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NYC Grid is a photo blog dedicated to exploring New York block-by-block and corner-by-corner. Each post covers a new street or feature with a focus on the mundane and ephemeral.


Entries in Lower East Side (49)


Chrystie St Between Houston St and Stanton St

The first time you catch a glimpse of Sara Roosevelt Park from Houston Street, there's practically no way of knowing just how long it stretches. While it doesn't hold a candle to Central Park or Prospect Park in terms of size, it's still an impressive piece of land, spanning 7 long blocks. The variety of features that you can find here is rather encouraging. For such a narrow patch of land, they sure do squeeze a lot in.

The further south you venture on Chrystie Street, the more run-down the buildings opposite the park get. While a shiny new glass box sits on the corner of Houston, it offers nothing to the neighborhood in terms of character. The remaining buildings are unfortunately more desolate than vibrant. Still, the saving grace remains the park; overflowing with trees, plants and people.


Ludlow St Between Delancey St and Rivington St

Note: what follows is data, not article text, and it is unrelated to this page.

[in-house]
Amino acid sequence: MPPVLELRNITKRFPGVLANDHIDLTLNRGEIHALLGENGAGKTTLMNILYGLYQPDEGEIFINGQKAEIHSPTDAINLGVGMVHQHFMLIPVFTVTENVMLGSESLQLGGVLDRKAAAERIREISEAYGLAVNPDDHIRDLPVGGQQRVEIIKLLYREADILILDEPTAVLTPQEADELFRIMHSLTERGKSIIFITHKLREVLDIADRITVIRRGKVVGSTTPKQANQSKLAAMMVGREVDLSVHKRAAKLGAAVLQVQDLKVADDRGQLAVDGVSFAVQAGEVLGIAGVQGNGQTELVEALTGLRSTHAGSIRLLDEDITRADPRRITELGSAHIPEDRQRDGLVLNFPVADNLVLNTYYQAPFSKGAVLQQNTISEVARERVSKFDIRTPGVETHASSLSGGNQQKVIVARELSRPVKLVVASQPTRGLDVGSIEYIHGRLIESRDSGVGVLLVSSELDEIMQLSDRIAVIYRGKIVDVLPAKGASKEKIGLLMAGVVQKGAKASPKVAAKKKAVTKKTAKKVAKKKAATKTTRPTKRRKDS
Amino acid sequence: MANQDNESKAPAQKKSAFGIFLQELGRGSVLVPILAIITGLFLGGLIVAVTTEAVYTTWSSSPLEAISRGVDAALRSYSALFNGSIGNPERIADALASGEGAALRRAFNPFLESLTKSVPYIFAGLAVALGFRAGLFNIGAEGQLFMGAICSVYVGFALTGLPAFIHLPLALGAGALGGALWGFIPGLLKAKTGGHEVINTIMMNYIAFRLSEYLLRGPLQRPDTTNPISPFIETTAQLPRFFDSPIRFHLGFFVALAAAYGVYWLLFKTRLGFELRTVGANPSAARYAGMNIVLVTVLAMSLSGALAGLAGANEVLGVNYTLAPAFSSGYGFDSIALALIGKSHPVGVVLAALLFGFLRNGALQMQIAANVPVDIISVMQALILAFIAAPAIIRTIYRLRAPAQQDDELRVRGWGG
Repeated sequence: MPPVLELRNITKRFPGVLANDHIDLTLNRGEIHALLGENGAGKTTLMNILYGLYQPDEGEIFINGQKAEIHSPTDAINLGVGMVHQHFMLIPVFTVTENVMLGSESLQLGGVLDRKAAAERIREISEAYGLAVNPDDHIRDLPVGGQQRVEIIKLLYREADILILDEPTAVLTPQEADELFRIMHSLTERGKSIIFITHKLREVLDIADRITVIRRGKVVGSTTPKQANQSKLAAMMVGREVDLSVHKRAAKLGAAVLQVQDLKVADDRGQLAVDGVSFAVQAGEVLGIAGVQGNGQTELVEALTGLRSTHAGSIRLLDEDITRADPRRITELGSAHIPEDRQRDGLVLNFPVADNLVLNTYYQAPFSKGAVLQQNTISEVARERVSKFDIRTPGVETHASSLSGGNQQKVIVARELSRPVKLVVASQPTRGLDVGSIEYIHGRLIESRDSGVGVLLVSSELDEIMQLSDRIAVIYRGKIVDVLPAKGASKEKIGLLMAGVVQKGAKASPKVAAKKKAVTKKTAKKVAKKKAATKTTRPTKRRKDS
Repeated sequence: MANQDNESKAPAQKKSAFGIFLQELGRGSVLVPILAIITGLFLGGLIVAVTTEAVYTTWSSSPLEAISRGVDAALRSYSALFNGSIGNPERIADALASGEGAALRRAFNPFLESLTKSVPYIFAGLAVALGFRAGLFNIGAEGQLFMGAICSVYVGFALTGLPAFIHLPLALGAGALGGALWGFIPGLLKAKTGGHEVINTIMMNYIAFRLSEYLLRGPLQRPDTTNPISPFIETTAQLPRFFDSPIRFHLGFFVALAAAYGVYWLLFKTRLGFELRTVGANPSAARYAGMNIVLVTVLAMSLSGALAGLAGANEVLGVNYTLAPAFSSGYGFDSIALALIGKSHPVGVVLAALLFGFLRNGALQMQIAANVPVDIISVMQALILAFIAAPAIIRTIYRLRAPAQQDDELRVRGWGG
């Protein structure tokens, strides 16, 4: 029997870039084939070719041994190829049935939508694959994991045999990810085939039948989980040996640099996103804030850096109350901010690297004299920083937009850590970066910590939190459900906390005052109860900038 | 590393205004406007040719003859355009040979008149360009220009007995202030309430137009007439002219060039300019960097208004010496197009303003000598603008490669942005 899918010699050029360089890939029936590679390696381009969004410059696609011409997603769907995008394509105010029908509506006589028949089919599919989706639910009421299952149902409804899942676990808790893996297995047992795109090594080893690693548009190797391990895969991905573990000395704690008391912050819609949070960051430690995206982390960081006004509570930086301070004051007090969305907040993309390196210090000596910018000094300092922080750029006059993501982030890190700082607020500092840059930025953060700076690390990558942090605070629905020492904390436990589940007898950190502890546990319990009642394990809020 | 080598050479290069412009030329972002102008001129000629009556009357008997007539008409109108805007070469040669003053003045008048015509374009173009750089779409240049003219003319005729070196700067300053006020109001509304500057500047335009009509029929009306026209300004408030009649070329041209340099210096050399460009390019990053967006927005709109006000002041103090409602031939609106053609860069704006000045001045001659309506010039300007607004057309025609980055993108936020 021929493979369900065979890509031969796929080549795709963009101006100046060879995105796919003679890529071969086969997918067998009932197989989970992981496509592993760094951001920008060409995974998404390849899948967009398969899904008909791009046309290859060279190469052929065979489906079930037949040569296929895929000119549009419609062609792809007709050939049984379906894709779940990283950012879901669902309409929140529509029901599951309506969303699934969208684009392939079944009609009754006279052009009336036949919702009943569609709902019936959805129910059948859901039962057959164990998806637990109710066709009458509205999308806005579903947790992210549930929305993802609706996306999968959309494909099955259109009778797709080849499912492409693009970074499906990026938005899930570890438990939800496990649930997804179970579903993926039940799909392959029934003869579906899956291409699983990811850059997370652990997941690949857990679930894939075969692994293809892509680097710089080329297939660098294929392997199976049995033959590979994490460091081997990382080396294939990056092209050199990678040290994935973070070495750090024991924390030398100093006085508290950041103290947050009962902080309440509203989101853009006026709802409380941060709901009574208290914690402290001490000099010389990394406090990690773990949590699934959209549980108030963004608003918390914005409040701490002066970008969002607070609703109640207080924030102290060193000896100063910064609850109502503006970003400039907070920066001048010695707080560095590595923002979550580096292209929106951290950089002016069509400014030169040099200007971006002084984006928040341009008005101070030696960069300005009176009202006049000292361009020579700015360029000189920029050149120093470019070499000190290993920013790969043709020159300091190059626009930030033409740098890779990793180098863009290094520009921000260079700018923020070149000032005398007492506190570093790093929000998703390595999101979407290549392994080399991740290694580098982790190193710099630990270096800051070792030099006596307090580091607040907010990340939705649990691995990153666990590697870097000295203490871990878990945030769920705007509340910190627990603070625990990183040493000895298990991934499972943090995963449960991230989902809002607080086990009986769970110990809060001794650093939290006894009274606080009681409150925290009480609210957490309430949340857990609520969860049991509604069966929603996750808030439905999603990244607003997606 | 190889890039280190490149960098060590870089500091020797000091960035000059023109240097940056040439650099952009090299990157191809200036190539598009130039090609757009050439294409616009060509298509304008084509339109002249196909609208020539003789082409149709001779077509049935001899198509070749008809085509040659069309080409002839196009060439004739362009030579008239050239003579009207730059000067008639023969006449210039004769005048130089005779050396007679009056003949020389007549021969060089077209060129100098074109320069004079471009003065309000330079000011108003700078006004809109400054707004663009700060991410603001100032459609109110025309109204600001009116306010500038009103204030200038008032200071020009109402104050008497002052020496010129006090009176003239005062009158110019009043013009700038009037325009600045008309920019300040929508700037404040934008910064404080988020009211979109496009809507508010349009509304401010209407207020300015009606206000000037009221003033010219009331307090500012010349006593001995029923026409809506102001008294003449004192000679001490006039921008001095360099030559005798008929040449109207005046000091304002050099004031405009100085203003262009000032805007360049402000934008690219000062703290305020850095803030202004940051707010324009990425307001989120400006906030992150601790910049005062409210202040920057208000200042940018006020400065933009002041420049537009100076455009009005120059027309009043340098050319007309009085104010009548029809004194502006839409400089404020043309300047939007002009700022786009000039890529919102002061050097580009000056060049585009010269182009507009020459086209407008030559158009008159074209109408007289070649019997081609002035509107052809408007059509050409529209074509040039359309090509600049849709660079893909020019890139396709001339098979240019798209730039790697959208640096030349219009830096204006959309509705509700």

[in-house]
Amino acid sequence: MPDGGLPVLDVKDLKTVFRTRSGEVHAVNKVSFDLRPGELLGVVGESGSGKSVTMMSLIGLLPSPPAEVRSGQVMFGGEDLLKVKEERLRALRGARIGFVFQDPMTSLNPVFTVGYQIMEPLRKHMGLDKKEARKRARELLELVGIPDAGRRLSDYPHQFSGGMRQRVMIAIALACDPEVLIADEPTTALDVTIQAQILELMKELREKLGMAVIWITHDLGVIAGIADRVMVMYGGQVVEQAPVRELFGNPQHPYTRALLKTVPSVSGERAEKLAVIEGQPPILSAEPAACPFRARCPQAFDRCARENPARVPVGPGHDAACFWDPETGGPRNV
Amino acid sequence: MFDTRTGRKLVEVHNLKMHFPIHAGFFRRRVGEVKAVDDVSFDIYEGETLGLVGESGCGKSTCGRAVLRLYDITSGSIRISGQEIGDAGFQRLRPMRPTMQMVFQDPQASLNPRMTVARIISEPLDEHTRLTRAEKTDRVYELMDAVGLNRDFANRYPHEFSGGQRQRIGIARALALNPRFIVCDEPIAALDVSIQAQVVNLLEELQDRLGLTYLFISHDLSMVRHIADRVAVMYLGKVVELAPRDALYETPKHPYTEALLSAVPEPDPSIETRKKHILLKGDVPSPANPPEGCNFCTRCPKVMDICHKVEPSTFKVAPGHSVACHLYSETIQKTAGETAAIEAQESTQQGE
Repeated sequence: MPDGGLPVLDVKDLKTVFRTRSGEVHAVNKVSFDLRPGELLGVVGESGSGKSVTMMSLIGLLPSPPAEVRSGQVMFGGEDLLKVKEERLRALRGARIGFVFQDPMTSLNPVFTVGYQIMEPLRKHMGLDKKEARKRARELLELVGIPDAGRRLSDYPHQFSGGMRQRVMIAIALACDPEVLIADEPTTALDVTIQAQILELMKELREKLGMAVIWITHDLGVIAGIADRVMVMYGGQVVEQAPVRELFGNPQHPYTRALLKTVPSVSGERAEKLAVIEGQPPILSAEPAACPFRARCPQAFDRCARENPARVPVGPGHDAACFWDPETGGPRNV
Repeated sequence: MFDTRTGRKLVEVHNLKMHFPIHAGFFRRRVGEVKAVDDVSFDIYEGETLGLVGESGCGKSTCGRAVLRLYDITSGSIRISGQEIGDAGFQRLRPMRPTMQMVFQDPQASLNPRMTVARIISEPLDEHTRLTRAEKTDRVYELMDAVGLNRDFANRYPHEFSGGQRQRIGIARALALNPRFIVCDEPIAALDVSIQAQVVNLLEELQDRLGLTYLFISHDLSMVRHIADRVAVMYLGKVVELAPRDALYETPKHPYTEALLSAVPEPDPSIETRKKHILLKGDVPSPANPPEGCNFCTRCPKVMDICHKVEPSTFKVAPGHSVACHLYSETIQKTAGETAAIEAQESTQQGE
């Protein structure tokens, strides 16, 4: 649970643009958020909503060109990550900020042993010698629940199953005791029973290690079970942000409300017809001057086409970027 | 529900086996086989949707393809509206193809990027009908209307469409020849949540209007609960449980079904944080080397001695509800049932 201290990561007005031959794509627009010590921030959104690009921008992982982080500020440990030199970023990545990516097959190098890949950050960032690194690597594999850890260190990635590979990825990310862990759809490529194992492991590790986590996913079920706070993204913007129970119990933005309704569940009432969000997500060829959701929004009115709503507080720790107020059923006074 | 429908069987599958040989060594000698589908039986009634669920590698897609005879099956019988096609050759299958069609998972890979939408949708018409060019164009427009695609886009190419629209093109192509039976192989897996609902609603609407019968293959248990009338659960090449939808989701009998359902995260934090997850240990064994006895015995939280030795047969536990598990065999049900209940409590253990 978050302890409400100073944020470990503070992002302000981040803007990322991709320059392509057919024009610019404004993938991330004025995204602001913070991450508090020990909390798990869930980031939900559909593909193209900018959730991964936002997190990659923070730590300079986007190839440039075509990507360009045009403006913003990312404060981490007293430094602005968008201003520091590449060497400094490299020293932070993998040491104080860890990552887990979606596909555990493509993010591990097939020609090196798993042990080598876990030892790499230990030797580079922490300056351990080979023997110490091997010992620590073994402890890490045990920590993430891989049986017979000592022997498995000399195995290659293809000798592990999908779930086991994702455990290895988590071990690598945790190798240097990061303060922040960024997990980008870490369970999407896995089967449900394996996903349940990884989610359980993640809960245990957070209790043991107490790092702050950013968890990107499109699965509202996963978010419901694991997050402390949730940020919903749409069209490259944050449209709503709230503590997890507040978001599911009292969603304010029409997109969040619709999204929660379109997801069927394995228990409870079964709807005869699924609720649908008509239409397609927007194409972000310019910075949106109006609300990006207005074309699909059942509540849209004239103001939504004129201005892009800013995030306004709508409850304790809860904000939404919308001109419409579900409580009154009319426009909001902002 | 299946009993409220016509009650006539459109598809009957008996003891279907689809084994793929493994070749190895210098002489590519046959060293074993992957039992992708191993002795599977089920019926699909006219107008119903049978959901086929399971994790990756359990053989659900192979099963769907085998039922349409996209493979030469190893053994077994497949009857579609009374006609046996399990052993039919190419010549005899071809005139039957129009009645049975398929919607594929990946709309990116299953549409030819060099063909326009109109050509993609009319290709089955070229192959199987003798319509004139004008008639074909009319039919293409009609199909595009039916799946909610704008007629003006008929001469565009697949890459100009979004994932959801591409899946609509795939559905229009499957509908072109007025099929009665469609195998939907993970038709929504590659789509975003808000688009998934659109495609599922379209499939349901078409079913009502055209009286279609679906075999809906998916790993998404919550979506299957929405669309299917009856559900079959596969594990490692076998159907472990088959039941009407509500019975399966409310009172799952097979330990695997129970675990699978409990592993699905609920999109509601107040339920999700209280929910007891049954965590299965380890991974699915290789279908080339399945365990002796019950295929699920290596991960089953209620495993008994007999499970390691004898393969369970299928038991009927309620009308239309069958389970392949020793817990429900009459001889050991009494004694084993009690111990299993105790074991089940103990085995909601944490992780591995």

The standout feature on this block is the previously-mentioned SVA Ludlow Residence. However, since you can't really see the building from this block, its architecture isn't nearly as imposing. As an SVA alum myself, I've been curious what it's like living down here while attending classes up near Gramercy and Chelsea. I have very fond memories of living in their residence building on 23rd between 2nd and 3rd, but this neighborhood is an entirely different beast.

Walking down the street I found myself wondering which stores and restaurants the students most frequented. There's a bodega or two which seem ripe for underage shenanigans (not an accusation, just a pure guess on my part). The dorm is also amusingly close to the sex toy store Babeland.

The block isn't exactly a prime example of anything in particular…it's perfectly average. It's got the right feeling for the Lower East Side: Dark, evolving, and unimpressive.


Delancey St Between Allen St and Ludlow St


Every time I find myself on Delancey street I have to do a double-take to make sure I'm not on Houston, or even 14th. It sounds foolish, but there are many striking similarities. While the other doppelgangers are far more polished thanks to the past 20 years of gentrification, Delancey still remains a bit rough around the edges. Regina Spektor's song "That Time" has a lyric:

"Hey remember the time when I found a human tooth down on Delancey?"

...which is seems very appropriate, but less and less plausible as time goes on.